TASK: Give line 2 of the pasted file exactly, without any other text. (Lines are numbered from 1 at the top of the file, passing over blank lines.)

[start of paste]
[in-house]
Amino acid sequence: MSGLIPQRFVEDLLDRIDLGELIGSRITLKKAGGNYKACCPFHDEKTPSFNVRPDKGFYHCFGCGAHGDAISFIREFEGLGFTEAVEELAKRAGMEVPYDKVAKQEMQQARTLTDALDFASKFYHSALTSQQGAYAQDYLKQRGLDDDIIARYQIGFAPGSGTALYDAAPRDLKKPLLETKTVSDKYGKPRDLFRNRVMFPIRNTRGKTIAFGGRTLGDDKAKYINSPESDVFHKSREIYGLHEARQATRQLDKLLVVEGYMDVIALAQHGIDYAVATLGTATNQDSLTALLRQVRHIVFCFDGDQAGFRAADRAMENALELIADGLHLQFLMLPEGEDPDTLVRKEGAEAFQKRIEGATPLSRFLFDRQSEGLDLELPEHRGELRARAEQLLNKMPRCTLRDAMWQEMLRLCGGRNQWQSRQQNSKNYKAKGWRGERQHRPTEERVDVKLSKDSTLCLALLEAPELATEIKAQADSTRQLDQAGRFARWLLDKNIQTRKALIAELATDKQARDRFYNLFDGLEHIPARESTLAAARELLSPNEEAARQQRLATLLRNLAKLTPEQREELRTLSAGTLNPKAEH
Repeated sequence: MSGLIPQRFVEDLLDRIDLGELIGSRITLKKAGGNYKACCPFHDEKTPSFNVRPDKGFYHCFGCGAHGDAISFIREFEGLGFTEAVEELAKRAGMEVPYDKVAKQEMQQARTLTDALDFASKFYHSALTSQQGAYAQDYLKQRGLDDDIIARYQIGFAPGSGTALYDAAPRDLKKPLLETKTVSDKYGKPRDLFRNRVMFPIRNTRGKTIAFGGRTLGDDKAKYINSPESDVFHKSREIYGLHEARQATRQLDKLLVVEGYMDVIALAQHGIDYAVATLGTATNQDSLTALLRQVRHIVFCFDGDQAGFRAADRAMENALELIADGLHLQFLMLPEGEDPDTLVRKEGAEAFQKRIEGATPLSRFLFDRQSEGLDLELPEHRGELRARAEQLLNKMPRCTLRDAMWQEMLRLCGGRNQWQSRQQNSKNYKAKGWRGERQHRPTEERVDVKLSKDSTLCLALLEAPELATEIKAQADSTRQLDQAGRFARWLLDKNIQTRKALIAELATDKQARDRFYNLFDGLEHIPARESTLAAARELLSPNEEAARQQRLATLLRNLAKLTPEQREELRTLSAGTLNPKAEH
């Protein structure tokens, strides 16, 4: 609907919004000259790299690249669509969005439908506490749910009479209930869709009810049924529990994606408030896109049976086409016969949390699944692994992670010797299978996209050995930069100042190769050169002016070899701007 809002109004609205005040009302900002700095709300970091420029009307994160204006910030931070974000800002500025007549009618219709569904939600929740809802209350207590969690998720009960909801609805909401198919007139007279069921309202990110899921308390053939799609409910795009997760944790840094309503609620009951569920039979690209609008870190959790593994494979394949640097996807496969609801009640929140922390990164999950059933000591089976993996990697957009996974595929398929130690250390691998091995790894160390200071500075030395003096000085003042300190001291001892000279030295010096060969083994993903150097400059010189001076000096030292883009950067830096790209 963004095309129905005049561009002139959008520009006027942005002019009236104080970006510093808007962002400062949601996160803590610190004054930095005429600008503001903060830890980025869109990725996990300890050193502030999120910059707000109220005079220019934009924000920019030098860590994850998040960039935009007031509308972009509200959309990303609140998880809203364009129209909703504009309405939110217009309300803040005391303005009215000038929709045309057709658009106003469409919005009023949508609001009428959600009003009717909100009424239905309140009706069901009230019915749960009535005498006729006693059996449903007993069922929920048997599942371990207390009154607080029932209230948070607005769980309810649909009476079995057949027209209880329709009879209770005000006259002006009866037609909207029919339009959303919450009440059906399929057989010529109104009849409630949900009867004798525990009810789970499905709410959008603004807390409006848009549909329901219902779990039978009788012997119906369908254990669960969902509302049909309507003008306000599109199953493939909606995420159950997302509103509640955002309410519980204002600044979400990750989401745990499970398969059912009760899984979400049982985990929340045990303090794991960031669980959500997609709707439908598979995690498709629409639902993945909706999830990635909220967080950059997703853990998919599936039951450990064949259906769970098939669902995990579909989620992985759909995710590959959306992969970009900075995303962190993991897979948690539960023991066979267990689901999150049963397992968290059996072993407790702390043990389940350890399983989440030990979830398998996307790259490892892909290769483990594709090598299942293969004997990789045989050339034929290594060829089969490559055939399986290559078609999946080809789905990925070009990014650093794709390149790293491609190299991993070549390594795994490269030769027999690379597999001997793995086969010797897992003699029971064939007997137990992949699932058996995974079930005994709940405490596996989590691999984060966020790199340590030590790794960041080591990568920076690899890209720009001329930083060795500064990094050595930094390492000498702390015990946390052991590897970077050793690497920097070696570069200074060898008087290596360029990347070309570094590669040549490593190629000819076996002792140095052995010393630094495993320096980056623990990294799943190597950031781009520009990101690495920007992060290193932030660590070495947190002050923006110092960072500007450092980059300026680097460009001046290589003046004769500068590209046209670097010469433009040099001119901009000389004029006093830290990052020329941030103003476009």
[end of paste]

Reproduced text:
Amino acid sequence: MSGLIPQRFVEDLLDRIDLGELIGSRITLKKAGGNYKACCPFHDEKTPSFNVRPDKGFYHCFGCGAHGDAISFIREFEGLGFTEAVEELAKRAGMEVPYDKVAKQEMQQARTLTDALDFASKFYHSALTSQQGAYAQDYLKQRGLDDDIIARYQIGFAPGSGTALYDAAPRDLKKPLLETKTVSDKYGKPRDLFRNRVMFPIRNTRGKTIAFGGRTLGDDKAKYINSPESDVFHKSREIYGLHEARQATRQLDKLLVVEGYMDVIALAQHGIDYAVATLGTATNQDSLTALLRQVRHIVFCFDGDQAGFRAADRAMENALELIADGLHLQFLMLPEGEDPDTLVRKEGAEAFQKRIEGATPLSRFLFDRQSEGLDLELPEHRGELRARAEQLLNKMPRCTLRDAMWQEMLRLCGGRNQWQSRQQNSKNYKAKGWRGERQHRPTEERVDVKLSKDSTLCLALLEAPELATEIKAQADSTRQLDQAGRFARWLLDKNIQTRKALIAELATDKQARDRFYNLFDGLEHIPARESTLAAARELLSPNEEAARQQRLATLLRNLAKLTPEQREELRTLSAGTLNPKAEH